To my dear friends and family whom have offered nutritional advice to me, please know that I understand you were doing so from a place of love, and I do appreciate you.

If you want to help a cancer patient, try this list of 18 Gifts for Someone Going Through Chemo or Radiation.

Spread the Word

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How to Offer Nutritional Advice to Cancer Patients

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How to Offer Nutritional Advice to Cancer Patients

How to Offer Nutritional Advice to Cancer Patients

Breast Cancer Survivor Called Pervert for Using Women’s Restroom

Deena Lotridge is a double mastectomy breast cancer survivor. Her friends call her a hero for the way she has shined brightly during her journey through cancer. After losing it to chemo, her hair is growing back, and is still rather short.

With everything she has gone through, using a public women’s restroom should be the least of Deena’s worries.

However, the recent attention to the transgender bathroom debate has resulted in unexpected consequences.  Take for instance the Texas man who followed a woman into the bathroom to check her gender.

Deena, with her short, dirty blonde locks, showed great dignity when verbally accosted during a recent visit to the women’s restroom in an Altoona, Pennsylvania mall:

Deena Lotridge was called Pervert for using Womens Bathroom after Double Mastectomy

Deena Lotridge called Pervert for using Women’s Bathroom

Here is the text if you can’t read the screenshot:

My Husband and I went shopping for a few things today in Altoona. Went to the mall for lunch, pizza. and I used the restroom before we ate. I was called a PERVERT for using the lades room!! I was amazed!! I told this woman I was in the proper restroom and she called me a pervert again. So I told her again I was where I was to be.. she got really nasty so I lifted my shirt and said….. SEE …. I told her not to judge what she didn’t know or even understand and that I hope she never had to face cancer and have body parts removed…
What is worse.. this isn’t the first time, but the first time someone was so nasty!
What a world we live in now… SMH

I agree with her friends, Deena Lotridge is a hero.

All is well,

Surviving Cancer

Today is National Cancer Survivors Day®.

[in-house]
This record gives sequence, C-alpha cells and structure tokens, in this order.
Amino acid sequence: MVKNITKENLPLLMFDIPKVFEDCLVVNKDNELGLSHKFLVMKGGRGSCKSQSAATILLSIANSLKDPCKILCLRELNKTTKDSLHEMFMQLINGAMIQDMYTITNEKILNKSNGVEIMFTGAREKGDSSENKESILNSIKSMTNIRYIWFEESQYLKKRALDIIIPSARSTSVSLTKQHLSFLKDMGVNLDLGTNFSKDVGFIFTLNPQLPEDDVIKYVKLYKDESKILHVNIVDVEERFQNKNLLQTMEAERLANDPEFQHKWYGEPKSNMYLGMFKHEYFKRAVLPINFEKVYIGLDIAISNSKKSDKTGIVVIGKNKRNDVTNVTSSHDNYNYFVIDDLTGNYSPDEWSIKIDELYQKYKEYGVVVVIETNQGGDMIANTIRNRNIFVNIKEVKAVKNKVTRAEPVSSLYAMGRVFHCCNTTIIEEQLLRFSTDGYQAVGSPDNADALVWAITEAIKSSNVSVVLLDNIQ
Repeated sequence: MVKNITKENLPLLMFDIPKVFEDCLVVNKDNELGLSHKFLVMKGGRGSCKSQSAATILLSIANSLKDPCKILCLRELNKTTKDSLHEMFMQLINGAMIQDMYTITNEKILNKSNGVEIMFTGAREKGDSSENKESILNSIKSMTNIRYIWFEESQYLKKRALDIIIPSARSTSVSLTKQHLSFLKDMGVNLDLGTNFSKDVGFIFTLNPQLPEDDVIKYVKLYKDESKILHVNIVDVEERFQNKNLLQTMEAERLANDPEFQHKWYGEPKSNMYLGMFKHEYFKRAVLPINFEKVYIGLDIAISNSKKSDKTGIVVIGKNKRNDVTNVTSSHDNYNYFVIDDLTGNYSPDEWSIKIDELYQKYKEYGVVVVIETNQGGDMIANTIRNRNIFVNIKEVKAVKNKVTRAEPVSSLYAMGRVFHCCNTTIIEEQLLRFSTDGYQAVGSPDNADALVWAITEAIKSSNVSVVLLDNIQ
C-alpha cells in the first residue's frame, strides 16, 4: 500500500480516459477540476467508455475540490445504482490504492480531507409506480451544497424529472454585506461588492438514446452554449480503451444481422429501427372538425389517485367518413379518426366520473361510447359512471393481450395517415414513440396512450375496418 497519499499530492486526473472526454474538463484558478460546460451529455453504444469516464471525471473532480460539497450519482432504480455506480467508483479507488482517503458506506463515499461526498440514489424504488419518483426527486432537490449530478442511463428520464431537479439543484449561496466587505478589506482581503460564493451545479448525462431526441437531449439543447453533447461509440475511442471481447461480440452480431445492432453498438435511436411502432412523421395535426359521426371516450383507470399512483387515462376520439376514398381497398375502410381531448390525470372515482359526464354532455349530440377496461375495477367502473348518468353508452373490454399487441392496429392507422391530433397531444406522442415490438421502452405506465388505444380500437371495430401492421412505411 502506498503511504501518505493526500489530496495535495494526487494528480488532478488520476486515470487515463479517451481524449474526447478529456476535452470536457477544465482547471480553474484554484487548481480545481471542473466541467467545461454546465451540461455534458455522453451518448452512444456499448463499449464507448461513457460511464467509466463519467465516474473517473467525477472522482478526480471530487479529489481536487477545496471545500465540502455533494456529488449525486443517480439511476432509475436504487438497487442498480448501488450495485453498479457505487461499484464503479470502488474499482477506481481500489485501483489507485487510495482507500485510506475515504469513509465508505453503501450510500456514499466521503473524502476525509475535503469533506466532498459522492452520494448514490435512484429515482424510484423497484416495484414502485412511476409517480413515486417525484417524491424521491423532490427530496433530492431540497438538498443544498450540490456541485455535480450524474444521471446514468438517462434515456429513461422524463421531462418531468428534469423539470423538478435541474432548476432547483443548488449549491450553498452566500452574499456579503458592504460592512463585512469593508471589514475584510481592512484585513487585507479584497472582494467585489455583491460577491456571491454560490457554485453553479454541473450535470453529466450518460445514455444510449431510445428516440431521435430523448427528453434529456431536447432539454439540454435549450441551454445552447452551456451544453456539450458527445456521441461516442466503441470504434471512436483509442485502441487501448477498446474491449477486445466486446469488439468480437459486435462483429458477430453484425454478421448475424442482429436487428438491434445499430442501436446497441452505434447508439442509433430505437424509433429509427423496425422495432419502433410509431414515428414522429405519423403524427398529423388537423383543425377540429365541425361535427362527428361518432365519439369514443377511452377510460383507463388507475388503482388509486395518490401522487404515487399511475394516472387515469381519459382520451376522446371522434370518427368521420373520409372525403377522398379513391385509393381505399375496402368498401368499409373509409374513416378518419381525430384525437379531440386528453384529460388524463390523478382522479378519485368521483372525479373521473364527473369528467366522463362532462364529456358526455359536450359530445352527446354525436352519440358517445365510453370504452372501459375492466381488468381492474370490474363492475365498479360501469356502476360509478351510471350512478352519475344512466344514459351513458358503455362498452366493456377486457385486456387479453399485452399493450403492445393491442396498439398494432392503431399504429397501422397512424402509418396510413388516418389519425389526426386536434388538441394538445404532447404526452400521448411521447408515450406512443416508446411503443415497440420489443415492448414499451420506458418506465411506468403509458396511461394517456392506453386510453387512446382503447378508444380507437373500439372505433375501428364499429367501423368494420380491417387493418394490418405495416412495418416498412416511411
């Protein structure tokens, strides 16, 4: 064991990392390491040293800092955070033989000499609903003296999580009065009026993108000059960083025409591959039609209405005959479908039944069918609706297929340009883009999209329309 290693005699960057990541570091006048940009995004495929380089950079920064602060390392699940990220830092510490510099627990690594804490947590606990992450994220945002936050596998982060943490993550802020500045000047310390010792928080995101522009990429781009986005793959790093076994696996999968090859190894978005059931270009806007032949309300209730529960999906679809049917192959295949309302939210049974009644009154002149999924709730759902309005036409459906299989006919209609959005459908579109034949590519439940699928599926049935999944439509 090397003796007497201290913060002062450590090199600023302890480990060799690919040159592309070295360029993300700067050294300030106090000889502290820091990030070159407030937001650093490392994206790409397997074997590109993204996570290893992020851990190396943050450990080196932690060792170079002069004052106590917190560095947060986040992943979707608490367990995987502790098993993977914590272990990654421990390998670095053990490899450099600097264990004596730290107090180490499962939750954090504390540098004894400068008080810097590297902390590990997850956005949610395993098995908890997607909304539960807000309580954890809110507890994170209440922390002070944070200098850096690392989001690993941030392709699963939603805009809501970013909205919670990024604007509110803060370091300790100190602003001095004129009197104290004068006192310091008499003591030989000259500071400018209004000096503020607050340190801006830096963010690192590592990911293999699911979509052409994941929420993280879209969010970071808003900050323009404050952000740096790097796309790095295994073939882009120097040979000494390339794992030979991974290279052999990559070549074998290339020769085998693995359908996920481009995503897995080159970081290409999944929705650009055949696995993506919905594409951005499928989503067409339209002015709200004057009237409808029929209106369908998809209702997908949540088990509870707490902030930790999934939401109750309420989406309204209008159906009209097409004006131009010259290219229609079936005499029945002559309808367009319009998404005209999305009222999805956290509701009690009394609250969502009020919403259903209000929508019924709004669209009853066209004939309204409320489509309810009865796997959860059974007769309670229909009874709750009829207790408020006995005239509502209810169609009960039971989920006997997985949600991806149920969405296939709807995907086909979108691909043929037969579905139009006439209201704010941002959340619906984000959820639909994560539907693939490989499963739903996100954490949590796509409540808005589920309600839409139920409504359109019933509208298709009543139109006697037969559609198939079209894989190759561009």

“National Cancer Survivors Day® is a CELEBRATION for those who have survived, an INSPIRATION for those recently diagnosed, a gathering of SUPPORT for families, and an OUTREACH to the community.” –

The other day, I came across a rather bitter, anger-filled blog post criticizing the movement for excluding those whose disease has metastasized.

I, too, have struggled with the term “cancer survivor.”  Like the author, I am living with metastatic breast cancer (MBC).

For the most part, I am not inclined to be angry about cancer.

Don’t get me wrong. It’s not all roses and sunshine, and I have had my share of melt-downs. If I listed some of the crazy things I’ve said or done in the past 26 months, those who know me might be surprised. Living with MBC is not easy, and every once in a while it is okay to not be strong, show vulnerability, and ask for help.

MBC is considered a terminal illness and treated by the medical community as a chronic disease. It is a life-long journey for which the cure has yet to be found.

So, back to the term “cancer survivor.” Can it include those with metastatic disease?

Here is what surviving cancer means to me:

Celebrating each and every day.
Acting upon opportunities.
Noticing miracles.
Creating experiences.
Embracing love and compassion.
Relishing life.

Survive is a verb, and verbs depict action. I choose being an active participant in my life. I choose to survive.

Survive is a verb, and verbs depict action. #nationalcancersurvivorsday Click To Tweet


P.S. – I’d love to read your thoughts on surviving cancer. Please do share in the comments.

Surviving Cancer by Kandas Nesbitt-Rodarte. Use Granted with Credit. and Link to

Surviving Cancer by Kandas Nesbitt-Rodarte. Use Granted with Credit and Link to